Professor Brams's Teaching

G53.2105: Formal Modeling in Political Science (graduate).  Applications of game theory—and an alternative strategic theory called "theory of moves"—as well as social-choice theory to a wide variety of strategic situations, principally but not exclusively in politics, will be examined.  Uses of strategy in voting in committees and elections, in political campaigns, in the defense and deterrence policies of nations, and in bargaining and coalition-building situations will be among the topics discussed.  Secrecy and deception as political strategies will also be analyzed.Although the applications of strategic thinking will be mainly to American and international politics, strategy in everything from the Bible to sports and business today will be studied, too.  Social-choice topics that will be analyzed include the manipulability of different voting systems, problems of achieving proportional representation in parliamentary democracies, and conflicts among different apportionment methods.  Fair-division procedures for resolving disputes will also be analyzed. 

V53.0844: Games, Strategy, and Politics (undergraduate).  Applications of game theory—and an alternative strategic theory scalled "theory of moves"—as well as social-choice theory to a wide variety of strategic situations, principally but not exclusively in politics, will be examined.  Uses of strategy in voting in committees and elections, in political campaigns, in the defense and deterrence policies of nations, and in bargaining and coalition-building situations will be among the topics discussed.  Secrecy and deception as political strategies will also be analyzed.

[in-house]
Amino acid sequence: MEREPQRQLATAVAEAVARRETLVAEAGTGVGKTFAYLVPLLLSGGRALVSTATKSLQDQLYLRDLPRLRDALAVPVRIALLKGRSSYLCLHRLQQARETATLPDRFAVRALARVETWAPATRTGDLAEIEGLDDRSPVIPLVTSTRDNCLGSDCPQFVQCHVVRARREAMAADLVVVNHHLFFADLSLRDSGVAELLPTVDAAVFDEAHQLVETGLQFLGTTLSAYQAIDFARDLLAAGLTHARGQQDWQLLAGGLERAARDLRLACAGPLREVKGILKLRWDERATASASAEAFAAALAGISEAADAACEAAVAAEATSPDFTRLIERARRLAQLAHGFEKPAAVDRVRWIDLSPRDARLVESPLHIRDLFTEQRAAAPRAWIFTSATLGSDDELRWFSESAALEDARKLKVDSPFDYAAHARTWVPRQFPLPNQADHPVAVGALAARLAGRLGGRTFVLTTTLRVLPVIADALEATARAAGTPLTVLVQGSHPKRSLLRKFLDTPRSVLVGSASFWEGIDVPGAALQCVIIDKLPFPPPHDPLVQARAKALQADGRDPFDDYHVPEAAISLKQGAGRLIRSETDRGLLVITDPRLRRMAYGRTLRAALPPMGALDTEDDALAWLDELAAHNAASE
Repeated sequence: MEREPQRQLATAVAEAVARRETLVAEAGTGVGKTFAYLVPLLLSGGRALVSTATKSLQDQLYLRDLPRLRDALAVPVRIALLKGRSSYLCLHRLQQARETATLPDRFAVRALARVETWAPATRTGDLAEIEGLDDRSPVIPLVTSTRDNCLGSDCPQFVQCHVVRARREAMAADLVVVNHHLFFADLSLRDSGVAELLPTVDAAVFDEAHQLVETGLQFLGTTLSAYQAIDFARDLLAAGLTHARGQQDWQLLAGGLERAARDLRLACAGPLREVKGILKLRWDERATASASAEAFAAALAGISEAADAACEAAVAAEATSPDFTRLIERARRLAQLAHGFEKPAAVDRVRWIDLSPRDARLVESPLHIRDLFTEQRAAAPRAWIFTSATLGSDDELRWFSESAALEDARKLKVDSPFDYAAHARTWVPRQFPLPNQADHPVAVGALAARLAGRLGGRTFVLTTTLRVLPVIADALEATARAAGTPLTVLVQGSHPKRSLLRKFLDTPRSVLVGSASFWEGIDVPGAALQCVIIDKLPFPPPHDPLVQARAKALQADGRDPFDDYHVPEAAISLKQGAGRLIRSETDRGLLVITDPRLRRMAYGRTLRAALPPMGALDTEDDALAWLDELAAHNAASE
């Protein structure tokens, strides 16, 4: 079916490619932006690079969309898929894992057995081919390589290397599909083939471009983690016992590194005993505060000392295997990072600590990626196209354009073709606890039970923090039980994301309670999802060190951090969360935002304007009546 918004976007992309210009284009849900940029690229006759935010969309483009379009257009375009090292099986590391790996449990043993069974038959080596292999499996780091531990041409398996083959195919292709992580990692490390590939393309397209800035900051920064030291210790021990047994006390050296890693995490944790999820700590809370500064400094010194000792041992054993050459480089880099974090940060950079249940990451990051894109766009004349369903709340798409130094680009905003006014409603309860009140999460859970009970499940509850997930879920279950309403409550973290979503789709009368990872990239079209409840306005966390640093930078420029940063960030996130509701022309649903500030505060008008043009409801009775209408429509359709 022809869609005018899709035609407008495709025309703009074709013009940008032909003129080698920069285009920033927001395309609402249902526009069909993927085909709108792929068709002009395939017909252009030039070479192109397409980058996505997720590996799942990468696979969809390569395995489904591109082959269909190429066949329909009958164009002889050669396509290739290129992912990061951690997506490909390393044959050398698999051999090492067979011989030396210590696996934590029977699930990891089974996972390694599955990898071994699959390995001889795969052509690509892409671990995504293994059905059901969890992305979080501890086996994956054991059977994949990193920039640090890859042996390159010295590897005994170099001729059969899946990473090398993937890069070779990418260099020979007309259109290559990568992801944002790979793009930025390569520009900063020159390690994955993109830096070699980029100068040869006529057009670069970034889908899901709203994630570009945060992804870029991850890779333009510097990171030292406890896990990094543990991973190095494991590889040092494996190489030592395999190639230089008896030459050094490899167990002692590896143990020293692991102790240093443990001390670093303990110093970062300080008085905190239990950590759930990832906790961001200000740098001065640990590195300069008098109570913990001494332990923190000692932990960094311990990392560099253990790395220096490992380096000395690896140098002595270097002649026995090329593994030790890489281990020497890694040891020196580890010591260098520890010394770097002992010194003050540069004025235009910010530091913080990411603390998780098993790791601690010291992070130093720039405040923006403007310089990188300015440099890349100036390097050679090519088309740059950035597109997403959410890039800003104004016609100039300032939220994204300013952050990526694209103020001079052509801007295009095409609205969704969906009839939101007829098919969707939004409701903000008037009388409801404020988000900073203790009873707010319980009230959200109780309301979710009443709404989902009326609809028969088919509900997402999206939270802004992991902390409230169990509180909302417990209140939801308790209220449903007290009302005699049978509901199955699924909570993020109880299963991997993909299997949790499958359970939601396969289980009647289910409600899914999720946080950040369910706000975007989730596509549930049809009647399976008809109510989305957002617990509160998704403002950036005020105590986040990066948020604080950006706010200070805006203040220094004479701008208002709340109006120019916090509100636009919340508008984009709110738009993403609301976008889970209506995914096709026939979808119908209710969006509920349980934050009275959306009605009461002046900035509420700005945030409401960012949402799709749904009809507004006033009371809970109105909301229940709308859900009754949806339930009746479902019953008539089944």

V53.0810: Political Engineering: The Design of Institutions (Undergraduate) Institutions are the rules by which societies govern themselves. In this course, the tools of economic theory, game theory, and social-choice theory will be applied to the rational-choice analysis of political institutions, whose consequences for society will be derived from assumptions about what individuals seek to maximize.

G53.2170: Mathematics and Democracy: Designing Better Voting and Fair-Division Procedures (graduate). This course focuses on the procedures, or rules of play, that produce outcomes in a democracy.  By making precise properties that one wishes a voting or fair-division procedure to satisfy and by clarifying relationships among these properties, mathematical analysis can strengthen the intellectual foundations on which democratic institutions are based, including trade-offs that might have to be made if several desirable properties cannot be satisfied simultaneously.  Practical problems of implementation, and experience with procedures that have been tried out, will also be discussed.